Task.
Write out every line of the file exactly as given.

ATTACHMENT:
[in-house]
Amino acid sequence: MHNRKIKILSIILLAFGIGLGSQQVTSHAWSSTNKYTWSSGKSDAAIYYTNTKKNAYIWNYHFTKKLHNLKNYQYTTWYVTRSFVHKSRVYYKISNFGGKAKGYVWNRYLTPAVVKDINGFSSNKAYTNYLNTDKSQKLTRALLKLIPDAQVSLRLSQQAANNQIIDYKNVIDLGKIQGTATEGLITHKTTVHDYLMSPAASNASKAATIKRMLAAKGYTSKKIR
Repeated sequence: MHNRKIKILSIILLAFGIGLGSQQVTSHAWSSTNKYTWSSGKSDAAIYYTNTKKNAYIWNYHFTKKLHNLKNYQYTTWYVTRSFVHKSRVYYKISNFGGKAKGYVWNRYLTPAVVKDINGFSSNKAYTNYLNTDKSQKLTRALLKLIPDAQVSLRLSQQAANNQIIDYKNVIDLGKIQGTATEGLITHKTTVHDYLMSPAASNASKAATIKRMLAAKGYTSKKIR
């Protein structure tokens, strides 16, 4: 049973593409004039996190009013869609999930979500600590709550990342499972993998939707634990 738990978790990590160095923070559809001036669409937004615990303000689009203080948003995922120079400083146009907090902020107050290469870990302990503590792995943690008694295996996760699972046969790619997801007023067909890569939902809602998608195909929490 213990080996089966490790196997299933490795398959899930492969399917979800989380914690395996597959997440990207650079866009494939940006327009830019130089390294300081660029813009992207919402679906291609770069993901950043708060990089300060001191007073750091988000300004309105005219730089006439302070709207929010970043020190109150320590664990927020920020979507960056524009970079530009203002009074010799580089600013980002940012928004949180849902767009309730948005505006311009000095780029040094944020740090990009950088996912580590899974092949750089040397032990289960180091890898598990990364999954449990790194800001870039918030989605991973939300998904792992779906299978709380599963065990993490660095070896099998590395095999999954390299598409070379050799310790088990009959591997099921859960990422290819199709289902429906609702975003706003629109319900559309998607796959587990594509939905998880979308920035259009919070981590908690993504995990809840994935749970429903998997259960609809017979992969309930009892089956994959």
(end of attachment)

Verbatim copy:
[in-house]
Amino acid sequence: MHNRKIKILSIILLAFGIGLGSQQVTSHAWSSTNKYTWSSGKSDAAIYYTNTKKNAYIWNYHFTKKLHNLKNYQYTTWYVTRSFVHKSRVYYKISNFGGKAKGYVWNRYLTPAVVKDINGFSSNKAYTNYLNTDKSQKLTRALLKLIPDAQVSLRLSQQAANNQIIDYKNVIDLGKIQGTATEGLITHKTTVHDYLMSPAASNASKAATIKRMLAAKGYTSKKIR
Repeated sequence: MHNRKIKILSIILLAFGIGLGSQQVTSHAWSSTNKYTWSSGKSDAAIYYTNTKKNAYIWNYHFTKKLHNLKNYQYTTWYVTRSFVHKSRVYYKISNFGGKAKGYVWNRYLTPAVVKDINGFSSNKAYTNYLNTDKSQKLTRALLKLIPDAQVSLRLSQQAANNQIIDYKNVIDLGKIQGTATEGLITHKTTVHDYLMSPAASNASKAATIKRMLAAKGYTSKKIR
């Protein structure tokens, strides 16, 4: 049973593409004039996190009013869609999930979500600590709550990342499972993998939707634990 738990978790990590160095923070559809001036669409937004615990303000689009203080948003995922120079400083146009907090902020107050290469870990302990503590792995943690008694295996996760699972046969790619997801007023067909890569939902809602998608195909929490 213990080996089966490790196997299933490795398959899930492969399917979800989380914690395996597959997440990207650079866009494939940006327009830019130089390294300081660029813009992207919402679906291609770069993901950043708060990089300060001191007073750091988000300004309105005219730089006439302070709207929010970043020190109150320590664990927020920020979507960056524009970079530009203002009074010799580089600013980002940012928004949180849902767009309730948005505006311009000095780029040094944020740090990009950088996912580590899974092949750089040397032990289960180091890898598990990364999954449990790194800001870039918030989605991973939300998904792992779906299978709380599963065990993490660095070896099998590395095999999954390299598409070379050799310790088990009959591997099921859960990422290819199709289902429906609702975003706003629109319900559309998607796959587990594509939905998880979308920035259009919070981590908690993504995990809840994935749970429903998997259960609809017979992969309930009892089956994959």